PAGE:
As we drove home, we all found ourselves flipping through the atlas and working out plans for our next beach vacation. What is the best route? What toys will we need on the beach? Can Chloe get another bathing suit before we go? Soon we realized that October is too far away, and we began to focus on the weekend we'll be spending at a resort in Kentucky later this summer. What is the best route? What toys do we need for the swimming pool? Then today, while I was at Target, I went ahead and got Chloe a new bathing suit. It's never too early to prepare for the next vacation.

Wednesday, July 16, 2008

Things That Suck About Being Home From Vacation

1. Home = Memphis
2. Needing to look at a clock for any reason
3. Frozen shrimp
4. Wearing clothes instead of baby soups
5. Scratching the mosquito bites I got while sitting on the deck
6. No deck
7. The only ocean sounds I hear are coming our noise machine
8. No Warren to cook me dinner
9. School and work really cut into our tanning time
10. Waiting on Chip to release the pictures he took so that I can show them to you

Thursday, July 10, 2008

Terrible Twos

The first time I had a two-year old, it was a bit of a disaster. To begin with, I really didn’t know what I was doing. On top of that, I was pregnant and had the patience of whoever is the opposite of Job. Poor Connor, my sweet, moody little boy, who just wanted to eat his chicken nuggets in peace and have every fledgling attempt at a conversation understood perfectly. His crazy, hormonal mother kept asking him to try exotic foods (such as plain white rice), and couldn’t help but look at him quizzically when he talked. It was frustrating for both of us, but we made it through.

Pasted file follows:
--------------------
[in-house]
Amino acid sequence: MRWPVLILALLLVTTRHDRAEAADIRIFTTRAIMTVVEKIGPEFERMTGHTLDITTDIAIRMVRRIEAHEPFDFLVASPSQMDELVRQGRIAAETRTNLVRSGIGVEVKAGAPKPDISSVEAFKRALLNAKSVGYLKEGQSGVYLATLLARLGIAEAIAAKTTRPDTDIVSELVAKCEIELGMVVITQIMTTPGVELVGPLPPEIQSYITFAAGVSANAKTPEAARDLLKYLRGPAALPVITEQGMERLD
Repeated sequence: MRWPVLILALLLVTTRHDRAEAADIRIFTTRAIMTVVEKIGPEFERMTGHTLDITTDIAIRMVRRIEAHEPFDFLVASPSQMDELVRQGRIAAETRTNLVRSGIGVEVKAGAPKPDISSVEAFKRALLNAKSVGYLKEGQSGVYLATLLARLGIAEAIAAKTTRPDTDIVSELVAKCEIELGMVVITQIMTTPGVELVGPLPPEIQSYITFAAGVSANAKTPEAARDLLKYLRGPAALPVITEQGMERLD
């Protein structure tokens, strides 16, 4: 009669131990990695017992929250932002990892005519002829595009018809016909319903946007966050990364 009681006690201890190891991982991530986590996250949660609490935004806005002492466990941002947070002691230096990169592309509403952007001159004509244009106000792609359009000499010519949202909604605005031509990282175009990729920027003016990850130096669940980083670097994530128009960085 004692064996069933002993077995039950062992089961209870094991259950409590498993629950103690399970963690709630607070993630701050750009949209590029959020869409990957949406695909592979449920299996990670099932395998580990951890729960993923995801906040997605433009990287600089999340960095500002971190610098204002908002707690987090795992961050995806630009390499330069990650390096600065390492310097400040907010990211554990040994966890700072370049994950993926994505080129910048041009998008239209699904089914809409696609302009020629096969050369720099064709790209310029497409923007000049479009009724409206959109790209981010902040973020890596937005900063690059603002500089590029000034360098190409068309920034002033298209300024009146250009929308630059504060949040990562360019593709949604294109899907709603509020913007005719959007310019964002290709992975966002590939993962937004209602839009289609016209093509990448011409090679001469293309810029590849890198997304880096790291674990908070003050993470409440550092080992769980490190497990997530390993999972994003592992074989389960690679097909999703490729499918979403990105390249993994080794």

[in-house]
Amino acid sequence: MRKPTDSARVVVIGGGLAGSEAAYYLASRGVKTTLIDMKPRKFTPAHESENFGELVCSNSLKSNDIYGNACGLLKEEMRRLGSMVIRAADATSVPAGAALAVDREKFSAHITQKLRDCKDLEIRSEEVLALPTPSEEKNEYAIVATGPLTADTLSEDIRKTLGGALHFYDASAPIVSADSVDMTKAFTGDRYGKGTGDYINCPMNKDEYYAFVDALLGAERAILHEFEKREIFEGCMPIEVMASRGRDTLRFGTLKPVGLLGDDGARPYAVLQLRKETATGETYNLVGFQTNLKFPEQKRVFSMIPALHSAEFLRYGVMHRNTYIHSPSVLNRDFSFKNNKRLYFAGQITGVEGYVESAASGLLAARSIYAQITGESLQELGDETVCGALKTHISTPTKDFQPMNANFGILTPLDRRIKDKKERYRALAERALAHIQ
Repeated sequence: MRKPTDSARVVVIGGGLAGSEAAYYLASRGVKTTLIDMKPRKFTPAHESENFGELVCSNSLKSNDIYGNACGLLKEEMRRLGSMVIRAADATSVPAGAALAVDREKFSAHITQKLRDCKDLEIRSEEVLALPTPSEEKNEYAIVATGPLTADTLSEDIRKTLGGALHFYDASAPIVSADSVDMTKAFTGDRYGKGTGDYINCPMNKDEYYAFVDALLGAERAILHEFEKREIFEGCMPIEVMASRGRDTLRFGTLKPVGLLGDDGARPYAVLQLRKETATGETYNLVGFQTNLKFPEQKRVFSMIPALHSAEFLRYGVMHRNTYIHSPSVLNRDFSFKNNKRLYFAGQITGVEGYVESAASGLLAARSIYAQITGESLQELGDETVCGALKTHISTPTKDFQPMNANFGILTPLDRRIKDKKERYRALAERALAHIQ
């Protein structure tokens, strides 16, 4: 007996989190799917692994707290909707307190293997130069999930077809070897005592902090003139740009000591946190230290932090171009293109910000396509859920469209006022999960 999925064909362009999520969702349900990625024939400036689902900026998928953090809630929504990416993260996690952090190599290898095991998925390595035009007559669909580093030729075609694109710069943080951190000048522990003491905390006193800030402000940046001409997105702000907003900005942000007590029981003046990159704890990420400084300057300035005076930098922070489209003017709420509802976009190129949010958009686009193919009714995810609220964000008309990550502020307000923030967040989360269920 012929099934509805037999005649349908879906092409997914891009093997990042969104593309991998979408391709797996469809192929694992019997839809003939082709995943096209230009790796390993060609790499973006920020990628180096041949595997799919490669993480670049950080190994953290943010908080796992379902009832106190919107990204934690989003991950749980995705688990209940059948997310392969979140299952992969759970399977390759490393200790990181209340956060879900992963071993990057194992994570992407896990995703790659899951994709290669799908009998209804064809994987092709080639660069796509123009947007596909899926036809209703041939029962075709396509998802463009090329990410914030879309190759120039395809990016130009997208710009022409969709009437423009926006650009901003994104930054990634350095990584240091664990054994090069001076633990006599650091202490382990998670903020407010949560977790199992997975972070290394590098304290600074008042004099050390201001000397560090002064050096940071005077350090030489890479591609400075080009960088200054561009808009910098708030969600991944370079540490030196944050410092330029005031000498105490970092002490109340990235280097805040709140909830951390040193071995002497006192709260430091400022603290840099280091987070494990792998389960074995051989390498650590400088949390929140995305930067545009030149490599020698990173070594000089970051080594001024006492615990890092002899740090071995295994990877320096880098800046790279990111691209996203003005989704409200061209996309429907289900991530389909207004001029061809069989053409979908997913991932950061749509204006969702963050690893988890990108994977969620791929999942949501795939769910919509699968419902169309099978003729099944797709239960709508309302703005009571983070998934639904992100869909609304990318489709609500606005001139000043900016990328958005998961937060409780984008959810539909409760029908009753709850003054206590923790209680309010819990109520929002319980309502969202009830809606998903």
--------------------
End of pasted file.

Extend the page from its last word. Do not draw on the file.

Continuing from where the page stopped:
This time around, I still don’t know what I’m doing, but at least my hormone levels are carefully regulated so my patience is much less thin. As a result, Chloe at age two seems like an absolute delight. What’s that? You’d like specific examples? If you insist.

Chloe is an entertainer. She sings well, and loves to insert new words or phrases into whatever she’s singing, matching up the syllables and then flowing seamlessly back into the original lyrics. She’s also pretty funny, earning the nickname “Lucille Ball” from her Mimi. She is constantly yapping and will make a mental note of what makes you laugh so she can spring it on you again when you least expect it.

Sure she whines, as two-year-olds do, but she has a very distinct “real” whine that she saves for truly frustrating moments. That’s not to say she doesn’t test out a fake whine for effect every now and then. It’s just that she knows she’s full of shit, so she gives us the fake whine with a little twinkle in her eye. She’s in on the joke, and she’s waiting for you to call her out on her B.S. so you can both get a good laugh out of it. Who knew whining could be entertaining?